The Type XIII was definitely one of the most advanced submarine designs of the WWII era, and also one of the most successful, but ultimately, this little U-boot was completely overshadowed by the Type XXI Elektroboat, its larger kin ship. This inbox review will take a little closer look at ICM Holding’s 1/144 Scale model kit, U-Boot typ XXIII, WWII German Submarine
The first Type XXIII to roll off the assembly line was U-2321, which was first launched on April 17 1944, and commissioned on June 12 1944. Of the 280 submarines ordered, only 61 of these had entered service, of which only six had ever carried out a war patrol, which resulted in five Allied ships sunk with no loss to the attacking boats. By the end of the war, a total of 61 Type XXIIIs had entered service, with the last one being launched on April 19, 1945 (U-4712).
Seven Type XXIIIs were sunk before reaching full operational status, thirty one of the vessels were scuttled at the end of the war, twenty vessels were surrendered to the Allies and only three survived the war (U-2326, U-2353 and U-4706) completely intact.
- Long Range Coastal Submarine
Surfaced - 234 tons
Submerged - 275 tons
Length - 113.8ft (34.7m)
Beam - 9.8ft (3.0m)
Draught - 25.3ft (7.7m)
Surfaced - 9.7 knots
Submerged - 12.5 knots
Snorkel - 10.75 knots
Silent - 4.5 knots
Surfaced at 8kt - 2600 nm
Submerged at 4kt - 194 nm
Crush depth - 591ft (180m)
Diesel- One MWM 6 cylinder, 4-stroke RS-34-S; 630hp
Electric- One AEG GU 4463-8 double-armature; 35hp
Creep motor- One BBC GCR-188 single-cummutator electric motor
Battery- One 62-cell AFA 2 x 21 MAL-740E battery; 5,400 amp/hour
Bow tubes- Two 21 inch
Officers and crew
the box, and what's inside...
This little submarine kit from ICM Holding comes to the modeler packaged inside a medium weight cardboard box, open end style, decorated with colorful box art. On the front, an artist rendition of the XXIII in action undersea, while on the rear, a top and side view of the vessel, in full color again, which serves as the kit’s paint scheme diagram.
Inside the box, you will find one sealed plastic envelope that contains one sprue of plastic kit parts and one small decal sheet. Also provided is a four page foldout style instruction sheet. The kit contains a total of 24 individual kit parts, molded in a light gray plastic. Detail and molding is quite clear and crisp, with only a small amount of flash present on the inside of the conning tower assembly.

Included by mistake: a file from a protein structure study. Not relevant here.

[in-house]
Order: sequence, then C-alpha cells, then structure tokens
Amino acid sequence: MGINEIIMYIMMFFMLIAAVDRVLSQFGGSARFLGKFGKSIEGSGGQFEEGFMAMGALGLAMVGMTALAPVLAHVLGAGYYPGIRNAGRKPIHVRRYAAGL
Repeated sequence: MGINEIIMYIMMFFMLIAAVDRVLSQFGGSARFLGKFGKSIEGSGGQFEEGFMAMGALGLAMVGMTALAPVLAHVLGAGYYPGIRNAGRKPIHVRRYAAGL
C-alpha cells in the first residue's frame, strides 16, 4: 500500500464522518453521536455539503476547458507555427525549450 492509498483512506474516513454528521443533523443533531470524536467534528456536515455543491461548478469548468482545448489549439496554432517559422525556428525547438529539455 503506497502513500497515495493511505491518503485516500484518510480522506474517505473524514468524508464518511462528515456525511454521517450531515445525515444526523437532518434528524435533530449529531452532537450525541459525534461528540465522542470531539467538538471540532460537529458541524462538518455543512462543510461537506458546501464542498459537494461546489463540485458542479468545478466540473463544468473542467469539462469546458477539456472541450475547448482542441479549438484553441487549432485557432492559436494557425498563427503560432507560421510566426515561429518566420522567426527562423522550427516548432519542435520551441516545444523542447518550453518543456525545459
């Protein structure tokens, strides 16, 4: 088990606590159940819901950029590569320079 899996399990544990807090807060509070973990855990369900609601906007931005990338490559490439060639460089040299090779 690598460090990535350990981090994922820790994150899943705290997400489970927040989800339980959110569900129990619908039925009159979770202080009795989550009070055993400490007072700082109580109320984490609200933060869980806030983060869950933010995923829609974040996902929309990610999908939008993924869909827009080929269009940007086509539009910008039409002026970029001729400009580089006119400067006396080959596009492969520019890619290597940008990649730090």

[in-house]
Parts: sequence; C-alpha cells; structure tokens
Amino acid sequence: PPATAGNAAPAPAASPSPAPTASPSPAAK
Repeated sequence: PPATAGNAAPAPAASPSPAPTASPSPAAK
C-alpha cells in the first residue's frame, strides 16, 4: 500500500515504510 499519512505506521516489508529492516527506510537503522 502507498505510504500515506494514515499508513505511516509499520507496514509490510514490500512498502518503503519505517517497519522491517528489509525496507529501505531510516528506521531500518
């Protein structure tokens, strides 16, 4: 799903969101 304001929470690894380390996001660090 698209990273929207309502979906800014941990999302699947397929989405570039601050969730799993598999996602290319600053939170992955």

The submarine and conning tower is molded in a one piece fashion, with the balance of the kit parts in deck fittings, steering, and propulsion fittings. All molding on even the tiny parts is quite clean, and very well done. The only problem area that can be seen at the present moment may be in the conning tower foot-rails, in which the detail may be a bit weak, and could possibly get lost in the final production. Replacing these tiny rails would not be too much of an ordeal, though!
Initial dry fit of the two submarine halves is very good, but the modeler will have to take precaution here, because there aren’t any guide pins molded into the halves, but this really shouldn’t make much of a problem for good alignment, considering the size of the subject.
The instruction sheet provided, printed in both Cyrillic and English, and has a short history of the U-boot on the front cover, while inside is a blow-up style drawing of the entire build, with each part numbered respectively, for ease of assembly. The modeler will have to think about the succession of his build here, as there are no step-by-step provided. There are some parts that will need to be installed when gluing the two halves together, (such as the conning tower deck, rear rudder, etc.), but once again, with a bit of thinking and planning, shouldn’t be much of a problem. The five color paint scheme is listed in Model Master Colors and numbers, but conversion to your favorite make should be no problem at all, if you wish to use a different paint manufacturer.
The decal sheet provided contains markings for three different variations, one WWII German, U-2322, one Russian, N-31 used until 1953, and one scuttled war-time boat, raised in 1956 and used by the West Germans. All markings are clear, clean, and brightly colored.
final thoughts and conclusions
Overall, this little kit from ICM Holding
has a lot of potential, for sure. At 1/144 scale the finished subject will measure in at a little over 10 inches, which still is large enough to show great detail, and the opportunity for a little scratch-building spruce-ups are quite possible as well.
With good molded detail, clean lines, and unique subject matter, this kit provides the modeler with an opportunity to build a representation of a very unique submarine! At only 24 parts, the build will be a quick one, with a heavier focus placed upon painting, weathering and finish.
Highly recommended from this modelers point of view!
Note from the Editor:
You can also check this built review of the same model by ICM Holding Built Review: Type XXIII U-boat by Rui Matos
.Also stay tunned for a couple of amazing MOD Features
by Pete Vill (PeteV) with his Typ XXIII and further developments of this particular submarine into modern days.